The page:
Wednesday, August 8, 2012

When it comes to money, some religious Jews are not that religious anymore


In German as well as in English I have published a few critical articles about, lets call them "religious institutions or individuals". There is no doubt that many of those people are doing something good to other Jews. However, when you take a closer look, there is also a darker side to it. Especially when it comes to donations. 

Various institutions or individuals will do almost anything in order to get themselves out of negative SEO in the Google Search Engine. Although I have been criticizing certain practices of those people, I still kept in mind that, apart from their personal interests they are actually doing something good to Jewish society. Those people, on the other hand, don't want anything negative about them on the Internet because they don't want donors to see what is going on.

On my German site I received an e - mail from a female secretary of a Baal Teshuva movement telling me something in the worst dirty language. This, I wouldn't have expected from a religious movement. It was a while ago and since then, the movement keeps on making attempts getting in touch with me. Maybe trying to convince me that I was wrong.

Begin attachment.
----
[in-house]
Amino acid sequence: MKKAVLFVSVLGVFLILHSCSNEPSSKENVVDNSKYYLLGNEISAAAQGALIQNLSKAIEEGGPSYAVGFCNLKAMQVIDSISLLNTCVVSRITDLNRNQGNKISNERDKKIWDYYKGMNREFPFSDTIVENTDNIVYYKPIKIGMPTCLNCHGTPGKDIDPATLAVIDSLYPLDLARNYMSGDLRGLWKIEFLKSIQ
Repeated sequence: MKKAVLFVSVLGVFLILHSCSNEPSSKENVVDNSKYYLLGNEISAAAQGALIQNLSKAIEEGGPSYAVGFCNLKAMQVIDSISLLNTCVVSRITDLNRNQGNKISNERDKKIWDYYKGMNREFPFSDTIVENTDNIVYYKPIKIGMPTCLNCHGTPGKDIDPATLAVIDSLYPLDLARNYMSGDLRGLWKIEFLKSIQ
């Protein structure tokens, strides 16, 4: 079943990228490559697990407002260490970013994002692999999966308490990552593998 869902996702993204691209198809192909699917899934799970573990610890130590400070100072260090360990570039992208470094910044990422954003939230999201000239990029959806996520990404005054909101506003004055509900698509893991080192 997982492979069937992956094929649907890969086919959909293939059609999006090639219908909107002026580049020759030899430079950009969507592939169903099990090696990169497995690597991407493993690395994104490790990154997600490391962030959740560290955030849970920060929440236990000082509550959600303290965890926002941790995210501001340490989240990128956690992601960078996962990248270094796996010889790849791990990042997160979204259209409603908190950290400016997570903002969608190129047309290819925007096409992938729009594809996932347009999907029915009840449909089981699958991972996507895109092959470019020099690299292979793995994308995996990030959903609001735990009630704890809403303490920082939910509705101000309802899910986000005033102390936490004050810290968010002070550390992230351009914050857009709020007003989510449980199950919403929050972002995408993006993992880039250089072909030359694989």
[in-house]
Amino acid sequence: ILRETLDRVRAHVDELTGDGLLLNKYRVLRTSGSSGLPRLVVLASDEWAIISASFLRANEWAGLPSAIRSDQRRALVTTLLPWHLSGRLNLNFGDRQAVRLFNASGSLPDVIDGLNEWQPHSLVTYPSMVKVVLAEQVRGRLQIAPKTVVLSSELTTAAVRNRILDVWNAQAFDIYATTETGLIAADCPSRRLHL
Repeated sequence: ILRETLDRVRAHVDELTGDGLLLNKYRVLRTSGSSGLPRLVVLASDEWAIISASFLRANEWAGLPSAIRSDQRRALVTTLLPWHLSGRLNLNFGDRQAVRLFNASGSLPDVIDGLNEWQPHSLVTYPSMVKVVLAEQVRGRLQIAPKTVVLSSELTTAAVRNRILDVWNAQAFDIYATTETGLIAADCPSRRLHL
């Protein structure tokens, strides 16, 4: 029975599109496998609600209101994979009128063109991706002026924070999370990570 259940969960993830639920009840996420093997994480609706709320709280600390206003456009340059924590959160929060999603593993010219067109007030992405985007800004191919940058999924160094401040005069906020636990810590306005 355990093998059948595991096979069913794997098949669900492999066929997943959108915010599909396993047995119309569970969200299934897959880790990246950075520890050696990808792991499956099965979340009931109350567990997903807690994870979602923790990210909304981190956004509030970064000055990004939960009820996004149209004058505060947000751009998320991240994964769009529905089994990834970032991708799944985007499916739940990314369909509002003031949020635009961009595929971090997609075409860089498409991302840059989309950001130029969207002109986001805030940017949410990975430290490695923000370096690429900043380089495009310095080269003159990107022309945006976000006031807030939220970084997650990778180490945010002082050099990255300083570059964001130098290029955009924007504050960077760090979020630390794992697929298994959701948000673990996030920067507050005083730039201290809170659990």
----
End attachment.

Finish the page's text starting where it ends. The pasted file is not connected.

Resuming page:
Here on Shearim, I keep on getting comments trying to justify a guy doing Shabbat hospitality in Jerusalem. I criticized him a long time ago for certain practices. I know what I am talking about, as I used to work for him. Nevertheless, since writing the article I have been deleting rude comments and I will continue doing so. What I am trying to tell to other bloggers is that the moment you become controversial even the best religious people will hate you because they see their donations floating away. And when it comes to money, people can be a real pain in the ass.:-) My only advice in such situations is: Keep on deleting comments attacking you personally like telling you that the person is religious but you are not because of your article.

Today, unfortunately too many things are about money, personal interests and one's own reputation, and the Jewish frum world in no exception.